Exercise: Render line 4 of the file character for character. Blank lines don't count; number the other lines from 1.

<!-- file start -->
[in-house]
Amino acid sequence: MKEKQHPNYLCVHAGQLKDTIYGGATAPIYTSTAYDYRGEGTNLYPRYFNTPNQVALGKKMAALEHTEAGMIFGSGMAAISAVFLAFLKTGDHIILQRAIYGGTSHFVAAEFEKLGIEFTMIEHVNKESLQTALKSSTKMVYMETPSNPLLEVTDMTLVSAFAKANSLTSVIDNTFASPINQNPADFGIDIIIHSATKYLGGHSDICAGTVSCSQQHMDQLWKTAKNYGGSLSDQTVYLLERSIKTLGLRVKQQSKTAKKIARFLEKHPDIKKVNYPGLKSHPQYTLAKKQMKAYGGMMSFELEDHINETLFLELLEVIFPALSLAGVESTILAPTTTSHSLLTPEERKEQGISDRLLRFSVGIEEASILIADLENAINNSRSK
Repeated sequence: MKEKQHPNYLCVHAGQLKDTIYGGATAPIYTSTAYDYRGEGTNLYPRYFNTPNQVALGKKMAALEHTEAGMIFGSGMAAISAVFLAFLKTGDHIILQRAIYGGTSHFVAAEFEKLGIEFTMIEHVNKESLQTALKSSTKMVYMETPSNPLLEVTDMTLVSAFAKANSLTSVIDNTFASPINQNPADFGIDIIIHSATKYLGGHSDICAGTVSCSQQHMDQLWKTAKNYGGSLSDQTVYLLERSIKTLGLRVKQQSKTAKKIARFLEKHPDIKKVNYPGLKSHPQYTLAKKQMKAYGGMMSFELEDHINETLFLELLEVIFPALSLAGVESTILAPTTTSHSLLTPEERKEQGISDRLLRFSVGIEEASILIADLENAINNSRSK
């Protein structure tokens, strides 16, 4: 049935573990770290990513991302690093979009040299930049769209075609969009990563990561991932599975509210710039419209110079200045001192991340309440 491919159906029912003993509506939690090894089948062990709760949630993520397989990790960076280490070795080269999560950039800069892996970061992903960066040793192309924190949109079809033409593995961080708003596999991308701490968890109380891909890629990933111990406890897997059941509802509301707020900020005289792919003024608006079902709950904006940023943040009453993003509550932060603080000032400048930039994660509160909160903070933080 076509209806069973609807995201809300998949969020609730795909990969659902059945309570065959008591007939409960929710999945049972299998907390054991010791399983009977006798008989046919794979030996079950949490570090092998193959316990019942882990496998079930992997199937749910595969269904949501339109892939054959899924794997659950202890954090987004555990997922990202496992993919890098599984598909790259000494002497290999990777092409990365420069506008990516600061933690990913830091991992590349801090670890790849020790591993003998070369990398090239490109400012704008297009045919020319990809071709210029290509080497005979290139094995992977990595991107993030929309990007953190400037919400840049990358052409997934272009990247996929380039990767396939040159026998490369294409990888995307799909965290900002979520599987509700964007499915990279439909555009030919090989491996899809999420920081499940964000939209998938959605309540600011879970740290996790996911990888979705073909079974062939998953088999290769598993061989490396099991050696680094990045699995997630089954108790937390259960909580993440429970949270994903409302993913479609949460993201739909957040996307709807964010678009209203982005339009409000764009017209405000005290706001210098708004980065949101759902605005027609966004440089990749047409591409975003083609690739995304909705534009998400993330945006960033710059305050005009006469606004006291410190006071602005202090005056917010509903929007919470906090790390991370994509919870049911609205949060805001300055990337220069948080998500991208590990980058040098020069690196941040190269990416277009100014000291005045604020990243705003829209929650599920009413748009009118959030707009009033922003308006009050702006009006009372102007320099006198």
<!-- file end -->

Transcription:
């Protein structure tokens, strides 16, 4: 049935573990770290990513991302690093979009040299930049769209075609969009990563990561991932599975509210710039419209110079200045001192991340309440 491919159906029912003993509506939690090894089948062990709760949630993520397989990790960076280490070795080269999560950039800069892996970061992903960066040793192309924190949109079809033409593995961080708003596999991308701490968890109380891909890629990933111990406890897997059941509802509301707020900020005289792919003024608006079902709950904006940023943040009453993003509550932060603080000032400048930039994660509160909160903070933080 076509209806069973609807995201809300998949969020609730795909990969659902059945309570065959008591007939409960929710999945049972299998907390054991010791399983009977006798008989046919794979030996079950949490570090092998193959316990019942882990496998079930992997199937749910595969269904949501339109892939054959899924794997659950202890954090987004555990997922990202496992993919890098599984598909790259000494002497290999990777092409990365420069506008990516600061933690990913830091991992590349801090670890790849020790591993003998070369990398090239490109400012704008297009045919020319990809071709210029290509080497005979290139094995992977990595991107993030929309990007953190400037919400840049990358052409997934272009990247996929380039990767396939040159026998490369294409990888995307799909965290900002979520599987509700964007499915990279439909555009030919090989491996899809999420920081499940964000939209998938959605309540600011879970740290996790996911990888979705073909079974062939998953088999290769598993061989490396099991050696680094990045699995997630089954108790937390259960909580993440429970949270994903409302993913479609949460993201739909957040996307709807964010678009209203982005339009409000764009017209405000005290706001210098708004980065949101759902605005027609966004440089990749047409591409975003083609690739995304909705534009998400993330945006960033710059305050005009006469606004006291410190006071602005202090005056917010509903929007919470906090790390991370994509919870049911609205949060805001300055990337220069948080998500991208590990980058040098020069690196941040190269990416277009100014000291005045604020990243705003829209929650599920009413748009009118959030707009009033922003308006009050702006009006009372102007320099006198």